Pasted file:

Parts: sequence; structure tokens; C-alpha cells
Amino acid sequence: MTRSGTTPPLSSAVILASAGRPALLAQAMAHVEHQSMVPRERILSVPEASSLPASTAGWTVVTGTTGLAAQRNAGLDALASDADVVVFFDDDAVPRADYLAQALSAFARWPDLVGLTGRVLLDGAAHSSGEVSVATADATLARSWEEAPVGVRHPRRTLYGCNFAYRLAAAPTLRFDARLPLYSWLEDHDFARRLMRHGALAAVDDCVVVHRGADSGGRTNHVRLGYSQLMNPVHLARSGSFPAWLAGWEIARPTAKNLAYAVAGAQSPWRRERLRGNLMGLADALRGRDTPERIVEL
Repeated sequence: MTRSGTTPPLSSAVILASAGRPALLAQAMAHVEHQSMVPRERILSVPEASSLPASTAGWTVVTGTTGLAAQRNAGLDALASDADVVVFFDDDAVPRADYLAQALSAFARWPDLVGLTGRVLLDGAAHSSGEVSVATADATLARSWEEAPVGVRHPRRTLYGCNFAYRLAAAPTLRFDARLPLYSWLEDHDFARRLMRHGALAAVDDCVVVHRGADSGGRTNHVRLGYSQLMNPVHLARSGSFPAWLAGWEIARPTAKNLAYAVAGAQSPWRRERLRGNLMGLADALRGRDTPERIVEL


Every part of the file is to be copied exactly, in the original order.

Parts: sequence; structure tokens; C-alpha cells
Amino acid sequence: MTRSGTTPPLSSAVILASAGRPALLAQAMAHVEHQSMVPRERILSVPEASSLPASTAGWTVVTGTTGLAAQRNAGLDALASDADVVVFFDDDAVPRADYLAQALSAFARWPDLVGLTGRVLLDGAAHSSGEVSVATADATLARSWEEAPVGVRHPRRTLYGCNFAYRLAAAPTLRFDARLPLYSWLEDHDFARRLMRHGALAAVDDCVVVHRGADSGGRTNHVRLGYSQLMNPVHLARSGSFPAWLAGWEIARPTAKNLAYAVAGAQSPWRRERLRGNLMGLADALRGRDTPERIVEL
Repeated sequence: MTRSGTTPPLSSAVILASAGRPALLAQAMAHVEHQSMVPRERILSVPEASSLPASTAGWTVVTGTTGLAAQRNAGLDALASDADVVVFFDDDAVPRADYLAQALSAFARWPDLVGLTGRVLLDGAAHSSGEVSVATADATLARSWEEAPVGVRHPRRTLYGCNFAYRLAAAPTLRFDARLPLYSWLEDHDFARRLMRHGALAAVDDCVVVHRGADSGGRTNHVRLGYSQLMNPVHLARSGSFPAWLAGWEIARPTAKNLAYAVAGAQSPWRRERLRGNLMGLADALRGRDTPERIVEL